[A Bill for the relief of the Subject against arbitrary Fines was read a second time.]
Serjeant Maynard.] The Fines imposed by Magna Charte, and at Common Law, are with a salvo contenemento. Ransom is another thing—If the Judges exceed, you may call them to account. A Person that suborned Witnesses was fined four hundred pounds, and the value of the Estate forsworn was thirty thousand pounds. Are all offences alike? There must be a difference in the Fines. For Trespass, &c. a man was fined forty shillings. To assault a man, that is another manner of Crime. I would not have all manner of Crimes fined alike; still there is a consideration of all circumstances. Next thing in the Bill, "That a Jury shall enquire into the Fine;" and a Jury that never heard the Fine, when the Judges that hear the circumstances of the Offence, and the Jury that never heard of the Evidence with the circumstances—And here, the Judges that never were present at the hearing the Cause, must assert the Fine (it being "all the Judges.") But this is not all; a Writ must come out to enquire what the Estate is of the Person fined, and they must assess a Fine, and undo all that the Court has done, and this enquiry is to be by a Jury, such as the Under-Sheriff shall think fit—Yorkshire, or Devonshire—and a Jury must enquire, that knows nothing of the ability of the man. I think this Bill amounts to an indemnity of all villainies. There are great complaints of the Judges not doing their Duties to fine—I have seen the Judges mightily affected with a Crime, but it has died off; it may be, the Offender has been turned over the Bar (as Reading)—and a Country Jury must enquire—and so you will never have any punishment of Offenders.
Mr Boscawen.] I hoped, that as Maynard found fault with the Bill, so he would have showed you some remedy. A Countryman of mine, an Attorney, [Mr Browne] but for sending a Book to Bombay (in the East-Indies) was fined a thousand Marks, and was not worth a thousand Shillings. When the Judges become as great Malefactors as other men, there must be some remedy. If it be referred to a Jury, the Evidence may be heard on both sides. If the Judges had fined men according to Magna Charta, with salvo contenemento, there had been no need of this Bill. I hope that Maynard will attend the House, and help mend this Bill.
Mr Foley.] Men have been fined, not according to their Crimes, but their Principles: Sometimes because they have been Protestants. This Bill does say; "That it is in the power of the Judges to fine still, but not to fine what they please." The rest of the Judges of the King's-Bench may inform themselves of the Fine by the Lord Chief Justice, and the other Judges may inform themselves as they do. If you can help excessive Fines any other way than by this Bill, I am content.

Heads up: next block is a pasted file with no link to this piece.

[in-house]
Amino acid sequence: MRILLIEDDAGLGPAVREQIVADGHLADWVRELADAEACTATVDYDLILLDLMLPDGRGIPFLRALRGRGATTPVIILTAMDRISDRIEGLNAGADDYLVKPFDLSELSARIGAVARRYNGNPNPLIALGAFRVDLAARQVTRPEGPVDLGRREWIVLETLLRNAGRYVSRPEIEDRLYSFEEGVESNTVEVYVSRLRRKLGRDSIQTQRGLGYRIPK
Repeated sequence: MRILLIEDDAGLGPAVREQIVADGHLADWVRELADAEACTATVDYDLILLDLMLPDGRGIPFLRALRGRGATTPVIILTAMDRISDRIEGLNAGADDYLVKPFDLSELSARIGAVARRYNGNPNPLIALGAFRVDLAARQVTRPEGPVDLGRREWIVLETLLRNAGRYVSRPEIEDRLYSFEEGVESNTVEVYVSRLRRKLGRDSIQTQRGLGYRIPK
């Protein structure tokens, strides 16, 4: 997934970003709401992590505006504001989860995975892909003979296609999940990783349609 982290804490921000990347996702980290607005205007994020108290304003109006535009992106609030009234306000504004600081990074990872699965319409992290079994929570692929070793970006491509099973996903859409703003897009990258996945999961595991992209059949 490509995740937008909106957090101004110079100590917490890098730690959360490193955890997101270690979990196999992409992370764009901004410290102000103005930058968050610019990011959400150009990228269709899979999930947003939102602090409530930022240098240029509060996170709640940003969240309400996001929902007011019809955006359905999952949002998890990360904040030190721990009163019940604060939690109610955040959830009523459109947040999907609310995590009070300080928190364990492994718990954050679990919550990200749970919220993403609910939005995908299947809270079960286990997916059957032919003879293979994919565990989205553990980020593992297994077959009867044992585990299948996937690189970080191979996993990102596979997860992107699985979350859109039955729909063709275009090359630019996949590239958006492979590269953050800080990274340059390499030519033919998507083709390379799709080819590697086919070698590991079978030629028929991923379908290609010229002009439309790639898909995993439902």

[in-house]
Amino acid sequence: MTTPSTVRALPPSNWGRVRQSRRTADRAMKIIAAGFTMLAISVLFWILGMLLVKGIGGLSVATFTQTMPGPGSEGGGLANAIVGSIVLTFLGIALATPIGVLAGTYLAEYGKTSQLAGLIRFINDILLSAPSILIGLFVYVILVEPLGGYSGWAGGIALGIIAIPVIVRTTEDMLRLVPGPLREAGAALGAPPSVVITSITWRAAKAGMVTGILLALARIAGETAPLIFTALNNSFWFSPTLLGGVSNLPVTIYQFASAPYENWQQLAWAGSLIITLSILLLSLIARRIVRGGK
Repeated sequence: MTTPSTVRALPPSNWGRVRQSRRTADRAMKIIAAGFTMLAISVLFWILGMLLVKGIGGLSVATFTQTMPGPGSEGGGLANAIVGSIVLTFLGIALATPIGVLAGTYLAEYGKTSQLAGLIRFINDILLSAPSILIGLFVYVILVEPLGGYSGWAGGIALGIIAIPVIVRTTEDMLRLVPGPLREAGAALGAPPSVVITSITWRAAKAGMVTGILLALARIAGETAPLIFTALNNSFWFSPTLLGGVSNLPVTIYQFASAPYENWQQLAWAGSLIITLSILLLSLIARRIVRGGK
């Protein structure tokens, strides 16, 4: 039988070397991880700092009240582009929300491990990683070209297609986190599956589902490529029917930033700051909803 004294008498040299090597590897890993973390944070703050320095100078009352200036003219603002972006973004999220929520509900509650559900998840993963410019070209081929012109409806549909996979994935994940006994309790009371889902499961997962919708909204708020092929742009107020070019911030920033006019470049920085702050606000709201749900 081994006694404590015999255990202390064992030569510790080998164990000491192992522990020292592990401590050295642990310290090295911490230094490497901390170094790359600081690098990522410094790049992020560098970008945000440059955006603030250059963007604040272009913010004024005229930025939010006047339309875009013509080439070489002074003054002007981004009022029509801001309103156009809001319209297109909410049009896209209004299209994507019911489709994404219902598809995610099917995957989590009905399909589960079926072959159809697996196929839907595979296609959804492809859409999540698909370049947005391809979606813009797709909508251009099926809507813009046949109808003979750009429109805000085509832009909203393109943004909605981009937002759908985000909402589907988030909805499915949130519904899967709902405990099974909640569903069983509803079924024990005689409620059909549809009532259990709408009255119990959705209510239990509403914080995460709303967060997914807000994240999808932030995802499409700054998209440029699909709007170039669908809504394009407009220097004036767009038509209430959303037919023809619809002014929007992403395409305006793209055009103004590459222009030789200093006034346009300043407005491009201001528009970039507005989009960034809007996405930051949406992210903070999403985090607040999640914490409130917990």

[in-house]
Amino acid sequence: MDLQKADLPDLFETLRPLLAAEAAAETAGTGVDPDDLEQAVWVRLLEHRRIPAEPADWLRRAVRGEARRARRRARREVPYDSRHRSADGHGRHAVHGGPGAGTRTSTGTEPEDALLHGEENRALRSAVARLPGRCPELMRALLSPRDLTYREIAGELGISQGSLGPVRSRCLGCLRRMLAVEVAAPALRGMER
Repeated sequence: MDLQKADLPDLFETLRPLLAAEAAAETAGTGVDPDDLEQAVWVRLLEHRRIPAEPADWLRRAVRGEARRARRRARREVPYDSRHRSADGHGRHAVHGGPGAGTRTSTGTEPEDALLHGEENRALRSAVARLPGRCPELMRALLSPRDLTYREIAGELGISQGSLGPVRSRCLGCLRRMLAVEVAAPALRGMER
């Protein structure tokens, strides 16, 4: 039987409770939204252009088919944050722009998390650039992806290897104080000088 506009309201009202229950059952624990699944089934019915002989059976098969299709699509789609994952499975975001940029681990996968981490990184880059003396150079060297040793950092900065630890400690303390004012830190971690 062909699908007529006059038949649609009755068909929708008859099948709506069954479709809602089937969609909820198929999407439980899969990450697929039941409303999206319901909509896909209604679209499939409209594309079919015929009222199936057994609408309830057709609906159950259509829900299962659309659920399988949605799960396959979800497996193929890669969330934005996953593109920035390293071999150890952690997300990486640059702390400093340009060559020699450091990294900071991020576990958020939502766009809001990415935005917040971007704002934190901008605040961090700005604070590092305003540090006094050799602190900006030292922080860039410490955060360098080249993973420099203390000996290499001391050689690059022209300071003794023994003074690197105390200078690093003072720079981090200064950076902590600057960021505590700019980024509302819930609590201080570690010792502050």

Sir William Jones.] Maynard has objected against this Bill, "That Fines for all Offences will be equal;" but no Fine is to be above an hundred pounds till all the Judges meet, and so there will be no danger of equality of Fines; for either the Offender has ability to pay the Fine, or he has not. But he says, "What! shall the Judges fine; who heard not the Cause?" Suppose the Cause be tryed in the Circuit, and there may be but one Judge that has heard the Cause—It is not often that Fines exceed a hundred pounds, and the Judges may meet—Scarce three Causes in a Term require it. But after all this folemnity, the Jury examine the actions of the Judges—The Fine may be unequal, and they may moderate the Fine more than they ought to do; that may be mended; but pray take care, upon the Commitment of the Bill, that the Jury be of better Quality, and may know the ability of the Person. We have had excessive Fines imposed by the Judges. I would commit the Bill.
Sir Francis Winnington.] There is a mystery in the matter, how these Fines, imposed by the Judges, come to be so exorbitant. The Courtiers have begged these Fines, and then they are set high by the Judges; a shrewd instance in a Fine lately set upon a man for words at the Election at Eye in Suffolk, and Sir Charles Gaudy begged the Fine. If you commit the Bill, you may alter all but the ti le and purport (so I have heard.) I would have it considered, that a good Bill in general may be framed to check these exorbitances in the Fines imposed by the Judges.